Netherlands/Jakarta, 14 November 2014 - The announcement on November 13th of a US-India agreement on trade facilitation and India’s food security programme was denounced today by Transnational Institute and Serikat Petani Indonesia (SPI), the Indonesian Peasant Union Federation as a “victory for transnational corporations at the expense of peasant farmers.”
The international free trade and investment policies and the related WTO agreements played a major role in undermining so many developing countries' economies. The proponents of tese policies, including the EU, are now urging the govenrments of the world to end their resistance to such policies within the WTO.
Sixty activists from the global South and Europe are currently touring Europe on their way to Copenhagen. Starting out at Seventh Sessions of the World Trade Organisation (WTO) Ministerial Conference in Geneva from 30 November to 2 December, the tour passes through Italy, Germany, France and Belgium before arriving in Copenhagen on 9 December.
An exciting development in recent years is the number of new South-South inter-governmental alliances that are emerging to defend their interests and challenge the bias of the current global trade and investment regime.
Today, just as faith in deregulated markets has evaporated in the nightmare on Wall Street, so too is the long reign of market fundamentalism (or neoliberalism) ending in the development arena. And, a debate over the best route to development has returned.
As the world is still assessing one of the most violent shocks in international financial markets ever, and measures to avoid future financial crises are still not in place, developing countries should be cautious of dangers associated with further liberalisation of their financial sectors.
The United Kingdom is home to a particularly influential services industry lobby, which operates through an organisation called International Financial Services, London (IFSL). Two IFSL working groups, the Liberalisation of Trade in Services (LOTIS) Committee and the High-Level LOTIS Group, constitute a veritable corporate-state alliance.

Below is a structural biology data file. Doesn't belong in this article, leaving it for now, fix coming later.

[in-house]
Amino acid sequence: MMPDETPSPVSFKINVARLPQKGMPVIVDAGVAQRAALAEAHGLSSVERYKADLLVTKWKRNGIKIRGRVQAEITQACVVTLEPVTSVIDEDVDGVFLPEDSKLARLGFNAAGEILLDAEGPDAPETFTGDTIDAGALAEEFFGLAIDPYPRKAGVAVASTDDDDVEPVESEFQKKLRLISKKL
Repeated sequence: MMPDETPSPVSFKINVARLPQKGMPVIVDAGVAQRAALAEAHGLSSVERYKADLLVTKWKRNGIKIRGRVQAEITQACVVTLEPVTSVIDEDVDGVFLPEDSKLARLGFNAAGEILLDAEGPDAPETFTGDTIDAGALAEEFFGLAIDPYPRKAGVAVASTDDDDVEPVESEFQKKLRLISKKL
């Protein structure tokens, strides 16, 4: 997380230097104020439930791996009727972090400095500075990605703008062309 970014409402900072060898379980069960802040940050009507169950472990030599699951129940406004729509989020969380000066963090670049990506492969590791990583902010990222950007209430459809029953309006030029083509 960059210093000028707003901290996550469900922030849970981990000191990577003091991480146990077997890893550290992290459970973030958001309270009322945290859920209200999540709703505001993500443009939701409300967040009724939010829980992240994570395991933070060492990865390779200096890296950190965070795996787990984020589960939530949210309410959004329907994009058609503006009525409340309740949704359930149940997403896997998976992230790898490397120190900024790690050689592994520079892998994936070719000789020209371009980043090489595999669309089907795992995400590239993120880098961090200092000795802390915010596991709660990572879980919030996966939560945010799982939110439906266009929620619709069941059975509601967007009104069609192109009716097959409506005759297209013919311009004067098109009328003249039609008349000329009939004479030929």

Since the current financial crisis started, none of the governments, experts or media who have called for new regulations for the financial industry have taken into account rules of the World Trade Organisation (WTO) which actually impose extreme financial service deregulation on many WTO member countries.
Some Key Points for Member Groups of the Our World Is Not For Sale Network [OWINFS] at the United Nations Conference on the World Financial and Economic Crisis and its Impact on Development, June 22-24, 2009.
The WTO's General Agreement on Trade in Services (the "GATS") has very much underpinned expansion without regulation and supervision, so the financial corporations had the guarantee that their expansion would be underpinned. But financial services are not the same as other services – they need special supervisory structures.
The controversial General Agreement on Trade in Services (GATS) of the World Trade Organisation has generated major social concern about the implications for the equitable provision of basic public services.